Save Me the Waltz was billed as "a musical play about the jazz age days in the 1920s with writer F. Scott Fitzgerald and his wife, Zelda." Producer Edith O'Hara (who is also Artistic Director of the 13th Street Repertory Company) and her group crafted a warm and winning valentine to not only these literary figures but to the simpler times that they represent.
The personal and professional lives of the Fitzgeralds and the fellow expatriates back in the 1920s are both dramatic and traumatic. The rich and the famous mingle and mix together, yet they never seem to be happy despite their privileged status.
Although Prohibition has made alcohol illegal, the booze still flows and clouds the hearts and minds of all who consume it. And the romantic antics are also out of control during this era. In Zelda's case, she is torn between her brooding, distant husband and an eager, amorous suitor. But many of their friends also seem to have a roving eye as well.
Enrico Garzilli wrote the evocative book, music, and lyrics, peppering his emotionally charged plot with gentle ballads and lively group numbers. Director Robert Kreis staged each scene with a sweet simplicity and a sure hand. Choreography by Lorena B. Egan utilized period movement and was energetically performed and enjoyable to watch. The accompaniment by pianist Heather Edwards was spirited and strong.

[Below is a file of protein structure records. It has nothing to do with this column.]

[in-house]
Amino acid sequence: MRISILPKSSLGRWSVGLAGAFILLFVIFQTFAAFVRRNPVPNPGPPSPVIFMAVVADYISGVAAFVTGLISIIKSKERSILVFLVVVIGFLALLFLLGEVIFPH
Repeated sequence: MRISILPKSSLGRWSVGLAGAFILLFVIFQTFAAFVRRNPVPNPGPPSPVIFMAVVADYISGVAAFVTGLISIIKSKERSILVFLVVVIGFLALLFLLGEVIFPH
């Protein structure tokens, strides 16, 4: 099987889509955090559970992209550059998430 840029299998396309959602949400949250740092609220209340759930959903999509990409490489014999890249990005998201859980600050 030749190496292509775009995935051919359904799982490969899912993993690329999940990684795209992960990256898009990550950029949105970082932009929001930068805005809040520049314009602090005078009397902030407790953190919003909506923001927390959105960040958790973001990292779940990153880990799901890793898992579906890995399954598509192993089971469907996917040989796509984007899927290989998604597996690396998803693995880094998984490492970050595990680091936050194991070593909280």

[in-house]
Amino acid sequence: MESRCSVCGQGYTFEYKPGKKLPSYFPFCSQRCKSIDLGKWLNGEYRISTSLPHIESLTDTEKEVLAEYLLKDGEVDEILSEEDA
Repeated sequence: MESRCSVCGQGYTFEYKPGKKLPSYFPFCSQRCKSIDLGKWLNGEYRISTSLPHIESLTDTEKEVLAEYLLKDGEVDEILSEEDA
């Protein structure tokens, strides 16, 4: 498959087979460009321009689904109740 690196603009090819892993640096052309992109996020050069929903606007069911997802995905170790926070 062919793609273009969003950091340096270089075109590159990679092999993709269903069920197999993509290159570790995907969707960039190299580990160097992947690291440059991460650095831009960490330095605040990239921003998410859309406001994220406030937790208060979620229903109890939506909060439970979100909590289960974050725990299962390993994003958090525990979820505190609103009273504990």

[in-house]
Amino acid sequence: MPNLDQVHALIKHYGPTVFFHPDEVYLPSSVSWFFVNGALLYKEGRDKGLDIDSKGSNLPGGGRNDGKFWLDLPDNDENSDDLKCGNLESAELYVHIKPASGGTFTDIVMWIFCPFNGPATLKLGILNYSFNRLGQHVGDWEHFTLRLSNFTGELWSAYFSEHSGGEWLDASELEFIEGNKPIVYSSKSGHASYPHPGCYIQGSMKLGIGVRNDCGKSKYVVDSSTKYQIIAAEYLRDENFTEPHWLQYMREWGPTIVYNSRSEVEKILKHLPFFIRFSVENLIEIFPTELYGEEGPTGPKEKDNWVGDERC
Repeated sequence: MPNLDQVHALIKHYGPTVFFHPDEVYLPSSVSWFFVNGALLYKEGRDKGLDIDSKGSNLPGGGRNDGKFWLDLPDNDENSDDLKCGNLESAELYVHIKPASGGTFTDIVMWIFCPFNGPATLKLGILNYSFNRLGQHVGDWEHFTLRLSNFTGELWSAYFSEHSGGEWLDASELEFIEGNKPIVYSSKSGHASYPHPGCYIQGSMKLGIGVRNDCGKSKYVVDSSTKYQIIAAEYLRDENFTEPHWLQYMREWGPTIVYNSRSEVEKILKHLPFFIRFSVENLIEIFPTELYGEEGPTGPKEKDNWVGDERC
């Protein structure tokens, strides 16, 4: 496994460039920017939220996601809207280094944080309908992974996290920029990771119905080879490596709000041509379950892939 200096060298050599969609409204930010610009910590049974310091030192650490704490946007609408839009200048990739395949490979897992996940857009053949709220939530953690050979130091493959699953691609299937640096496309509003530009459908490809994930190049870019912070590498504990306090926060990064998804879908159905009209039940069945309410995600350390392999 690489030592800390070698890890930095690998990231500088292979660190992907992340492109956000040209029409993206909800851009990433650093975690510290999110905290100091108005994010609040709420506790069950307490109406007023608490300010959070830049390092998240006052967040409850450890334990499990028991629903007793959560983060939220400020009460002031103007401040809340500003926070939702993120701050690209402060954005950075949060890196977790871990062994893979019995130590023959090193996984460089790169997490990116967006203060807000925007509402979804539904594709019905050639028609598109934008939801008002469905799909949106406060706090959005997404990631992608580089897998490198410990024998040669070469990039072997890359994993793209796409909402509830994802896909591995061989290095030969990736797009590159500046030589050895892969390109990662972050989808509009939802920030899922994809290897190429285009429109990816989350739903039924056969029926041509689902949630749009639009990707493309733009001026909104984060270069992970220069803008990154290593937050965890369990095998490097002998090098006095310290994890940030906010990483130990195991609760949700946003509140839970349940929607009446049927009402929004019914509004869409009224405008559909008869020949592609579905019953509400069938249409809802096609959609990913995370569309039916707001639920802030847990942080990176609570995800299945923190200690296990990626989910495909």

The actors bond together to form a tight-knit ensemble, and effortlessly recreated the era with an ease and grace that take viewers back in time. Tim Spanjer and Kristen Hammer stood out as the central couple who are constantly engaged in a battle of psychological wits. The cast also featured Hella Bel, Kristian Leavy, Ken Rothstein, Phyllis Sanfiorenzo, George Bernard Carroll, Jr., Tom Harlan, Jeremy Rosen, Louisa Poster, Marie Bedford, Sarah Goldberg, Lisa Marie McGowan, Marc Seidenstein, Andrea Rose Tonsfeldt, Pamela Szalavetz, and Michelle Yuhasz.
Tom Harlan provided the classic-looking costumes and economic set design, bathed in subtle hues by lighting designer Brian Hamill.
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Copyright 2004 Elias Stimac